Andy Dubbin

In our last report on the cultural phenomenon of self-glaciation to spike donations and awareness for the neurodegenerative disorder ALS, we wondered if President Obama would join in the righteous fun. While the president supports the cause, he apparently prefers to stay dry.


Has the video campaign become irrelevant? After all, the challenge has passed the point of novel ubiquity on social media, and accepting the challenge actually releases you from the obligatory $100 donation to an ALS charity. In one recent critique, Time reporter Jacob Davidson even suggests that "the viral nature of this fad appears centered around an aversion to giving money…[even] suggesting that being cold, wet, and uncomfortable is preferable to fighting ALS."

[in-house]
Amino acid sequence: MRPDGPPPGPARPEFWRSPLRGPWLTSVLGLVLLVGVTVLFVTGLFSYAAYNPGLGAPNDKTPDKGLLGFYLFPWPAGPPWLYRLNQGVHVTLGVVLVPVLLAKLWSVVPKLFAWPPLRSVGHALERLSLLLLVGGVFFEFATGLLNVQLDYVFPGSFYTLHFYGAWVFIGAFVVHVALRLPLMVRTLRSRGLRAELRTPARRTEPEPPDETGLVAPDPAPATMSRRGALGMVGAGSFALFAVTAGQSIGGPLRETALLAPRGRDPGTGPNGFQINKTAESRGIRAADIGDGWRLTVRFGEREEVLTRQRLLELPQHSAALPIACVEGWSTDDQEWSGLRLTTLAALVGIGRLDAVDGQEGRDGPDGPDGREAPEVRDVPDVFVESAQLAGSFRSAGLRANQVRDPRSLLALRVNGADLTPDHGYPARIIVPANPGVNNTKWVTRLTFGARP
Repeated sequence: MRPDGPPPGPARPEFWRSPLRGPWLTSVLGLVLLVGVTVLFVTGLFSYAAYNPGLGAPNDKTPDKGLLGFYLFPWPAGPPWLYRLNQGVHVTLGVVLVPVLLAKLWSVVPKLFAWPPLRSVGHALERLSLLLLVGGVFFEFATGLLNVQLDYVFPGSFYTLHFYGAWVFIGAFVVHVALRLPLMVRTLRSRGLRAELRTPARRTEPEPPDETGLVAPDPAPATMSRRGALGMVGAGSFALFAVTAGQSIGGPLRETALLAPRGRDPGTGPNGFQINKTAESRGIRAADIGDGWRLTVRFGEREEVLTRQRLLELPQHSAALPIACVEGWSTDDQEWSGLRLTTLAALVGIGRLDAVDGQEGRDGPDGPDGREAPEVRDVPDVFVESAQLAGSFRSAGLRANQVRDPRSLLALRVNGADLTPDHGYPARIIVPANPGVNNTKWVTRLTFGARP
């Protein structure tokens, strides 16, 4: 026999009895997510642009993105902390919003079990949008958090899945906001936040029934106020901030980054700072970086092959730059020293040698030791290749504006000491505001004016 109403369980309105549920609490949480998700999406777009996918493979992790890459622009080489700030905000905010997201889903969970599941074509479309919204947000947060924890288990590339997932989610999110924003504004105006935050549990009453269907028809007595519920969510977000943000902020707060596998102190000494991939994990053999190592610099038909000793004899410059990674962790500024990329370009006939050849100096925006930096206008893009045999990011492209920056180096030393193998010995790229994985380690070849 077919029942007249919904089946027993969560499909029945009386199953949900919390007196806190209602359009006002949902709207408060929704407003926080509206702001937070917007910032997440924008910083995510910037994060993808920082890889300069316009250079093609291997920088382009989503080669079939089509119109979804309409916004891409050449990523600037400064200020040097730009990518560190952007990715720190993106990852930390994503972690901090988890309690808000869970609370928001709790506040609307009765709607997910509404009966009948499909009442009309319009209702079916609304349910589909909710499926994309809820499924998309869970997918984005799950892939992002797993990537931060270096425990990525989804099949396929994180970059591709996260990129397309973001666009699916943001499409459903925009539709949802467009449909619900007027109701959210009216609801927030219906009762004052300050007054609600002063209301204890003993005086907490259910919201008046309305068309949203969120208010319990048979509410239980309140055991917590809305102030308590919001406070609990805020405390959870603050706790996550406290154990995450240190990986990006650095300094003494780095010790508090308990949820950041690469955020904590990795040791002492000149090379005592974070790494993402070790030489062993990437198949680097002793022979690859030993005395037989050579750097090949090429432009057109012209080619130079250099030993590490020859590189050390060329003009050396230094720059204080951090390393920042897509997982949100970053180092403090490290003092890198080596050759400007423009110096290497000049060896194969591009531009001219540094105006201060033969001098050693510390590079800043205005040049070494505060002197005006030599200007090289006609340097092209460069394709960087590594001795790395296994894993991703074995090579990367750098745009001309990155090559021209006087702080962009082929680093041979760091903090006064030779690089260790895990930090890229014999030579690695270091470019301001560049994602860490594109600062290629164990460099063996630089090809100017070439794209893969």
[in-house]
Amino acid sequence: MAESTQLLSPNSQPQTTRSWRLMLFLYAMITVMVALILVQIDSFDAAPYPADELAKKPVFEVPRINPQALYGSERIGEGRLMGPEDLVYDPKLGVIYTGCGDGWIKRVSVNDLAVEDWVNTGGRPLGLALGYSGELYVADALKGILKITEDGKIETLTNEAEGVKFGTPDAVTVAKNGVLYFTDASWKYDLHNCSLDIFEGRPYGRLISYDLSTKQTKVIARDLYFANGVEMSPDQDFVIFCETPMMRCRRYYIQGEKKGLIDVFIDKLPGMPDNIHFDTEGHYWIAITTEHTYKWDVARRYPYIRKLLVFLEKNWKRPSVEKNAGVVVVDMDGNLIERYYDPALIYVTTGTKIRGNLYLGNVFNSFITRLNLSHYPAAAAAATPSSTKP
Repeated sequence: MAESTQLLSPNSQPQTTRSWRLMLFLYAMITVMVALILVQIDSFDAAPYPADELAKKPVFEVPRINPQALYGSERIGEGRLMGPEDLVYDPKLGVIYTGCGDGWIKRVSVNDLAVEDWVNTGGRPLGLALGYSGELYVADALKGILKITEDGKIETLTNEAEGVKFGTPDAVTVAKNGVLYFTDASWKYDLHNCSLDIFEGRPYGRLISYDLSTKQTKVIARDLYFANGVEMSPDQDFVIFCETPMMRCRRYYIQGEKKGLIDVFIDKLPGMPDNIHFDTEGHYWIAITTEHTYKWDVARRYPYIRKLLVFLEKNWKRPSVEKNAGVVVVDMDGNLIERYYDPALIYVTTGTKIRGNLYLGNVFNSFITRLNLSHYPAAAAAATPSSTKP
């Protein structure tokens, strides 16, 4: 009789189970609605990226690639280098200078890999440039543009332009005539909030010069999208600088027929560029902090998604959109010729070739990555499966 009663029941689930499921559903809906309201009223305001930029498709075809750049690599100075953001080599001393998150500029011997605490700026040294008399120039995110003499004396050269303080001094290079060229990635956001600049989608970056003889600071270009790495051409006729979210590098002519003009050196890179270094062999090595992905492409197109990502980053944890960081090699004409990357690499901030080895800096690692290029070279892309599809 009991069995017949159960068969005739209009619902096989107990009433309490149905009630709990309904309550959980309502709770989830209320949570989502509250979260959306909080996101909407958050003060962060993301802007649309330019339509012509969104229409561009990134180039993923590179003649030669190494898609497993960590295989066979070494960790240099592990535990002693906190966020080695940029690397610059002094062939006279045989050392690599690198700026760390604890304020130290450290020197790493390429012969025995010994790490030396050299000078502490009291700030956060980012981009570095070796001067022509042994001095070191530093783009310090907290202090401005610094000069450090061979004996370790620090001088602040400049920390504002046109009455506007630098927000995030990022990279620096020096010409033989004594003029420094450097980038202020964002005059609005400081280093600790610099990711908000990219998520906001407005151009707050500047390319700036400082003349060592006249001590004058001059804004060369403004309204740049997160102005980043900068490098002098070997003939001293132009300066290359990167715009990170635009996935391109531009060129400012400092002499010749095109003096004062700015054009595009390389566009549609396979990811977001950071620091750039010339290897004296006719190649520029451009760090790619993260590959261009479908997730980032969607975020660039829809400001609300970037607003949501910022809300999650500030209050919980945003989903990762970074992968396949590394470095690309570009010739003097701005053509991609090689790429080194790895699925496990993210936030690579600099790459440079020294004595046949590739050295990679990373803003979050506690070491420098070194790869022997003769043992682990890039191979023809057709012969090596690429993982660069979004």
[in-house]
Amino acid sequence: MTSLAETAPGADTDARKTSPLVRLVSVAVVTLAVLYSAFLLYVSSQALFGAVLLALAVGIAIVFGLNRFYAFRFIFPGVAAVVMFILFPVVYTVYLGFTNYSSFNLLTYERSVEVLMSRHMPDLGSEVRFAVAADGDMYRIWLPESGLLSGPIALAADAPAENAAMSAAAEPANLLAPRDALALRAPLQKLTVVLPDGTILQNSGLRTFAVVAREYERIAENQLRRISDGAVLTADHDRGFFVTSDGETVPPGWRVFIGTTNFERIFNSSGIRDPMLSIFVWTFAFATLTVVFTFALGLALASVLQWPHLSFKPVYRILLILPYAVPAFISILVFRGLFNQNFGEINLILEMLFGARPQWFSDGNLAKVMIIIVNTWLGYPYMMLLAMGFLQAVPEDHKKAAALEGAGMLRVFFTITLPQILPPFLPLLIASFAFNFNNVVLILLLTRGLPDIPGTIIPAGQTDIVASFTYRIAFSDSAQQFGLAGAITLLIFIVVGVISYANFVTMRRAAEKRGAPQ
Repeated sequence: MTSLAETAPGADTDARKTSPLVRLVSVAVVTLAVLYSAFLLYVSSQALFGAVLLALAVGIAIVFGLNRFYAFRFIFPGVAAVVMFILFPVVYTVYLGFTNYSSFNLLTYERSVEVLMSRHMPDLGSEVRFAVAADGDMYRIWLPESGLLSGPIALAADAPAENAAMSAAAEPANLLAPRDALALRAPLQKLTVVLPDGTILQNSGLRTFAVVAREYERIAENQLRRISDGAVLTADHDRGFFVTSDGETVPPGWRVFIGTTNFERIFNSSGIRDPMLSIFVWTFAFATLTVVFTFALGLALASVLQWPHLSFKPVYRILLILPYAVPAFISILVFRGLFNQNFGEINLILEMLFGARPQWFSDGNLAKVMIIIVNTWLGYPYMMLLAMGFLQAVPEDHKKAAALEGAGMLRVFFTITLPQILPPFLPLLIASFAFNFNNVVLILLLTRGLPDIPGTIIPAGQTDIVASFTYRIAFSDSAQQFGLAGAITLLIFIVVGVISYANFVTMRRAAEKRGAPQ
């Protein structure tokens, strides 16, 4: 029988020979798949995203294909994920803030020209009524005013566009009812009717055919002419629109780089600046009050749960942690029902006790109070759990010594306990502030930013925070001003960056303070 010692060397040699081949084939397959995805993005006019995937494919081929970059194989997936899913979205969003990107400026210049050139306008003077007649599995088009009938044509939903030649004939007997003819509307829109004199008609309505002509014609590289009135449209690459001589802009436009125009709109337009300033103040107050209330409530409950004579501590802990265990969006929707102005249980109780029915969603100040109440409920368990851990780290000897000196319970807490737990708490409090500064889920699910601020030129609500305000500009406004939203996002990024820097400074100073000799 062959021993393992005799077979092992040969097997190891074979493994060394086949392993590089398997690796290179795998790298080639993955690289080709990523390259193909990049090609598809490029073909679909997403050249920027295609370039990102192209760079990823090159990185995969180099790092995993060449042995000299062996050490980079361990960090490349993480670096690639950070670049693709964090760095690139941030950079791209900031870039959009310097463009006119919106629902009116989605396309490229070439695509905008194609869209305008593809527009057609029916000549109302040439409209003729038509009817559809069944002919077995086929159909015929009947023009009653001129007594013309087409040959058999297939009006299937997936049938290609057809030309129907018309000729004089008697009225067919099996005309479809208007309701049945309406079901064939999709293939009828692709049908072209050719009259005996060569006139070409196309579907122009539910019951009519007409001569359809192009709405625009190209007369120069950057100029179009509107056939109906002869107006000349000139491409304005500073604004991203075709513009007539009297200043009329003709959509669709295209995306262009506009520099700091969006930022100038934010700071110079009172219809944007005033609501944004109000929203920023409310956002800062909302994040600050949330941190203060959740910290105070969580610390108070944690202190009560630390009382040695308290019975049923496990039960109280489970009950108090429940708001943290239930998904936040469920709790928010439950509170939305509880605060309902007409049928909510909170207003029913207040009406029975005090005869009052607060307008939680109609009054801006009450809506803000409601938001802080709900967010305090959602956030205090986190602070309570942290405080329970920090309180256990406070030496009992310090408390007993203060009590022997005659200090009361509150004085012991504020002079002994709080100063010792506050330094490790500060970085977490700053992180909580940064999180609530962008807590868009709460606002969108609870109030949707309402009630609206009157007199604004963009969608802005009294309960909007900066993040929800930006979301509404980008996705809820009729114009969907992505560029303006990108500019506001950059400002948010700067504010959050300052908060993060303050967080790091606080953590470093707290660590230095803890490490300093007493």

Faults aside, Slate Technology writer Will Oremus acknowledges the campaign's positives—it raised about $1.35 million in two weeks to benefit over 12,000 Americans suffering from ALS—but he urges cutting ice baths out of the donation equation.


What do you think? Is the ice bucket challenge still about spreading ALS awareness, or has it become more about taking off your shirt to cut into a social media conga line?

Andy is a graphics editor and cartoonist at Fusion.